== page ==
Your 2017 tax return isn’t due until April of 2018, but now is the time to consider your options for tax planning. Many of the tax-savings moves you can make for your 2017 return need to occur before the end of the year. Here are answers to questions you may have about tax planning strategies in the weeks ahead
Are there investment moves I should consider making before the end of the year?
It is important to know what your tax considerations are before making any moves. For example, many investors worry about capital gains. One effective tax-saving strategy is to offset any capital gains you might realize in your portfolio with capital losses. If you have investment holdings that are worth less than what you paid for them, you could consider selling those positions and realizing a capital loss, particularly as a way to offset capital gains. This strategy may be appropriate for taxpayers who may have capital gains that are subject to taxation.
How about the tax implications of investments I own or am considering?
In general, there are many tax implications when it comes to investments. Let’s take a deeper look into mutual funds. There are different tax considerations with mutual funds because you are subject to distributions made by the fund that are taxable. It is possible that fund positions you own may pay out a significant distribution before the end of the year, even though the fund itself may have a negative return for the year. Check to see the status of potential distributions of any fund you own. Keep in mind that this tax treatment doesn’t apply to funds held in tax-deferred vehicles like a 401(k) or IRA.
Are there steps I can take to reduce taxes on my income?
If you can manage your income, you may want to pay attention to whether your income level is closing in on a threshold point that moves you into a higher tax bracket. For example, a married couple filing a joint return in 2015 with taxable income above $74,900 (after deductions and personal exemptions) would be in the 25 percent tax bracket. That doesn’t mean all income is subject to a 25 percent tax rate, as income is taxed in steps (everything under $74,900 would be taxed at a 15 percent rate or less). But by reaching the 25 percent tax bracket, any net long-term capital gains realized would be subject to a 15 percent tax at the federal level.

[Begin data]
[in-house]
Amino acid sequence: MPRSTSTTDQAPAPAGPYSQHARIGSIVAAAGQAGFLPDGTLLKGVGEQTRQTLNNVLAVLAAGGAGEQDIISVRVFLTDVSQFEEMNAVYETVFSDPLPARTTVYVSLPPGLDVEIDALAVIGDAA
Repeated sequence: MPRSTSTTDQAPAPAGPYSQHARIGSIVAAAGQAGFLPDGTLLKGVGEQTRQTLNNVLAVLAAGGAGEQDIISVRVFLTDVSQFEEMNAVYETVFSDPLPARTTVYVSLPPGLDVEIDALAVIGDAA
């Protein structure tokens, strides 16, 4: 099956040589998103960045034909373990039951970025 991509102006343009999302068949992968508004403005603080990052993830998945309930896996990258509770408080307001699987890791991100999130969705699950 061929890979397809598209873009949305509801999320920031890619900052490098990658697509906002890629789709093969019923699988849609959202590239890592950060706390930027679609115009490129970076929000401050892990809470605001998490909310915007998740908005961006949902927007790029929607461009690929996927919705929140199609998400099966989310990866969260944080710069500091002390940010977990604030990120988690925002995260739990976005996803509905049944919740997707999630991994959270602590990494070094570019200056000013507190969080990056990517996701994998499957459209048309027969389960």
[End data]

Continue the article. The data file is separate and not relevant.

By keeping income (including any gains) below $74,900, a married couple remains in the 15 percent tax bracket, qualifying them for a zero percent long-term capital gains tax rate. Finding ways to keep income under thresholds can be important for different reasons for people with varying income levels.
When should I make charitable donations?
Your favorite charities would likely prefer any gifts to be made as soon as possible. To claim deductions on your 2015 tax return, donations must be made by December 31, 2015. Keep in mind that to claim a charitable deduction, you need to itemize deductions and have a written record, either a bank statement or a receipt from the charity.
Keep in mind that if you are in the 10 percent or 15 percent tax bracket, you qualify for a zero percent federal tax rate on long-term capital gains and qualified dividends, significant tax refunds. In this case, “harvesting” capital losses is not a beneficial strategy.